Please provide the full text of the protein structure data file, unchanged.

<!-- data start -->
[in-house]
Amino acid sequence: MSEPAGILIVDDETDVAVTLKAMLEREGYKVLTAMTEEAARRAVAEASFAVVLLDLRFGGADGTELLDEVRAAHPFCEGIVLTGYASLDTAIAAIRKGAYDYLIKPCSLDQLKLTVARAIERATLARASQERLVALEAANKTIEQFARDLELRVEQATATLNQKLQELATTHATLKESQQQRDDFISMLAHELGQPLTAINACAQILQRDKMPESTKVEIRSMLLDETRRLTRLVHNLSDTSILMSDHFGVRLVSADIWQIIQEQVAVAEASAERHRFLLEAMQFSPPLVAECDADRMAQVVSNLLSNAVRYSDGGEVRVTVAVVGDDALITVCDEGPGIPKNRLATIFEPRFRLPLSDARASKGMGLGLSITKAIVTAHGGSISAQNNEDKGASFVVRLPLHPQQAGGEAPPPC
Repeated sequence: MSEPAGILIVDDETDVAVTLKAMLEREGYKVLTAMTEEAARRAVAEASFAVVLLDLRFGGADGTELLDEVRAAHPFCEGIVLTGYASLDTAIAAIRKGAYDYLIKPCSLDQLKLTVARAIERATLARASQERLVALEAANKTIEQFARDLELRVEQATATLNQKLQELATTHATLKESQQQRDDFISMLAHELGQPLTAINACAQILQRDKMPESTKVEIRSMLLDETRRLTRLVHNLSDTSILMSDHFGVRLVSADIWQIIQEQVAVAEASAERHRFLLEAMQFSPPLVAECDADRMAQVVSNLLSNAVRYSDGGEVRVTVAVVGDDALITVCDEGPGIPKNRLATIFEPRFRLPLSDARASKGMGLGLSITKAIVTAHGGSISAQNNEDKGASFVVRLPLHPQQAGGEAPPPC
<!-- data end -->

[in-house]
Amino acid sequence: MSEPAGILIVDDETDVAVTLKAMLEREGYKVLTAMTEEAARRAVAEASFAVVLLDLRFGGADGTELLDEVRAAHPFCEGIVLTGYASLDTAIAAIRKGAYDYLIKPCSLDQLKLTVARAIERATLARASQERLVALEAANKTIEQFARDLELRVEQATATLNQKLQELATTHATLKESQQQRDDFISMLAHELGQPLTAINACAQILQRDKMPESTKVEIRSMLLDETRRLTRLVHNLSDTSILMSDHFGVRLVSADIWQIIQEQVAVAEASAERHRFLLEAMQFSPPLVAECDADRMAQVVSNLLSNAVRYSDGGEVRVTVAVVGDDALITVCDEGPGIPKNRLATIFEPRFRLPLSDARASKGMGLGLSITKAIVTAHGGSISAQNNEDKGASFVVRLPLHPQQAGGEAPPPC
Repeated sequence: MSEPAGILIVDDETDVAVTLKAMLEREGYKVLTAMTEEAARRAVAEASFAVVLLDLRFGGADGTELLDEVRAAHPFCEGIVLTGYASLDTAIAAIRKGAYDYLIKPCSLDQLKLTVARAIERATLARASQERLVALEAANKTIEQFARDLELRVEQATATLNQKLQELATTHATLKESQQQRDDFISMLAHELGQPLTAINACAQILQRDKMPESTKVEIRSMLLDETRRLTRLVHNLSDTSILMSDHFGVRLVSADIWQIIQEQVAVAEASAERHRFLLEAMQFSPPLVAECDADRMAQVVSNLLSNAVRYSDGGEVRVTVAVVGDDALITVCDEGPGIPKNRLATIFEPRFRLPLSDARASKGMGLGLSITKAIVTAHGGSISAQNNEDKGASFVVRLPLHPQQAGGEAPPPC